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 (pă-stē′chō, -chē-ō, pä-)
n. pl. pas·tic·ci (-chē)
A work or style produced by borrowing fragments, ingredients, or motifs from various sources; a potpourri.

[Italian, from Vulgar Latin *pastīcium, pasty; see patisserie.]
American Heritage® Dictionary of the English Language, Fifth Edition. Copyright © 2016 by Houghton Mifflin Harcourt Publishing Company. Published by Houghton Mifflin Harcourt Publishing Company. All rights reserved.

Pastiche, Pasticcio

 a medley, potpourri or hotchpotch; an opera made up of various pieces; a picture based on another’s design or style.
Examples: pasticcio of gauzes, pins and ribbons, 1785; our operas begin tomorrow with a pasticcio full of my favourite songs—Walpole, 1752.
Dictionary of Collective Nouns and Group Terms. Copyright 2008 The Gale Group, Inc. All rights reserved.
References in classic literature ?
But as you are only a novelist, I compliment you heartily on your clever little pasticcio, adding, however, that as an account of what actually passed between myself and Hetty, it is the wildest romance ever penned.
Here is the Mazarin architecture, the wretched Italian pasticcio of the Four Nations.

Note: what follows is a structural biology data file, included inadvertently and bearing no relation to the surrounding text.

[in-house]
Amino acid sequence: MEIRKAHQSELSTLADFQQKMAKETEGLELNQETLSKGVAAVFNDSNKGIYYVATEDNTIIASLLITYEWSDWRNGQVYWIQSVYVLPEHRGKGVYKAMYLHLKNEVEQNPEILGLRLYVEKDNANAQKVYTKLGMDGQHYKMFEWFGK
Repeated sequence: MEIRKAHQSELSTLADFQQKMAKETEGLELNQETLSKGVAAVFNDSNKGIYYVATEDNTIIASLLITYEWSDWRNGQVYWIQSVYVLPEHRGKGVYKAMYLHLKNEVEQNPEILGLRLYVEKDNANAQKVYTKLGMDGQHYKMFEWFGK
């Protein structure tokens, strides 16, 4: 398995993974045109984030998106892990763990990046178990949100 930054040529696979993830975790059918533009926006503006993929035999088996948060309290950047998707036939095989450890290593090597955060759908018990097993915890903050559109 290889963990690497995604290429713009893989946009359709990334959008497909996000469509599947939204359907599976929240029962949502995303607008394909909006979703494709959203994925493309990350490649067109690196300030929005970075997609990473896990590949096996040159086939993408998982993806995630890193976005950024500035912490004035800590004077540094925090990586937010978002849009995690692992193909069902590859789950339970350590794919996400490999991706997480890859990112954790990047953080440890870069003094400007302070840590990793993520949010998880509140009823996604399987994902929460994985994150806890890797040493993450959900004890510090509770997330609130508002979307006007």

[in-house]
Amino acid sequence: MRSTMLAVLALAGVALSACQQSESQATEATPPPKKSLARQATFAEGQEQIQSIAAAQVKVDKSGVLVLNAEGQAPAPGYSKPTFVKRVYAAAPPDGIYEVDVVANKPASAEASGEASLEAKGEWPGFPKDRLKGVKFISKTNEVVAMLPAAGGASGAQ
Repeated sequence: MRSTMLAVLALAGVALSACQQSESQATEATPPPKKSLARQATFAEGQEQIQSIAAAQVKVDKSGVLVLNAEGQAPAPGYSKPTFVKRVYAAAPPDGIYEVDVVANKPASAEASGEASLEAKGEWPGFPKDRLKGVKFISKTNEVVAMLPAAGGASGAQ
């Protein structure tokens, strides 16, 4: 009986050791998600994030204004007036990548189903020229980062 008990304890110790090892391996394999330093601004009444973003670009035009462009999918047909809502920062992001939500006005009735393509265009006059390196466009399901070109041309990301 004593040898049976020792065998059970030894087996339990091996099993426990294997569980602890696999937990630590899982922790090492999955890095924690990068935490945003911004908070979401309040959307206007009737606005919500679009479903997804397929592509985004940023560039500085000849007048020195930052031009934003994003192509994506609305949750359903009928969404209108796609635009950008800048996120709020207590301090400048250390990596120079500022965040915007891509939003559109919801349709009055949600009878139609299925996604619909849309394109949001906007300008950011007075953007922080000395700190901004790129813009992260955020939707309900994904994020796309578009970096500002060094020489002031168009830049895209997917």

The feast will begin with a choice of baked white asparagus with hollandaise sauce or buffalo mozzarella, followed by white tagliardi "pasticcio" with veal ragu or risotto with white asparagus and red prawns.
Chapter 2 is especially important to those interested in the early London pasticcio operas; in surveying a little-discussed repertoire, Mangsen sheds light on how audiences could experience arias from the early London operas (including Thomyris, Love's Triumph, and the ever-popular Camilla) outside the theater.
mousaka, sougla, pasticcio, etc, under the directions of a chef.
Dyer uses the term "pasticcio" to refer to works of pastiche that emphasize combination, and "pastiche" to refer to works that emphasize imitation.
Questa supposta tragedia non ha nessuna di quelle qualificazioni e doti per cui le si potrebbe dare titolo siffatto: quindi non essendo ne poema ne molto meno lirica si deve confessare che e un vero pasticcio ed un vero caos indigesto ...
PASTICCIO Lynette The day you left us stands out clear, it's hard to imagine you're no longer here, you were loved and respected by all whom you met, for a person like you we will never forget.
In the course of time, the piece that was first edited in the Old Mozart Edition of 1881 as Mozart's First Horn Concerto turned out to be a pasticcio: while the opening movement is indisputably by Mozart, the elaboration of the Rondo must now be attributed to Sussmayr.
Mr Farage, who enjoys fine food and wine in restaurants like Il Pasticcio near the European Parliament, has been making equally dubious allies.
We eagerly wait for the publication by John in this series of the pasticcio opera Giove in Argo.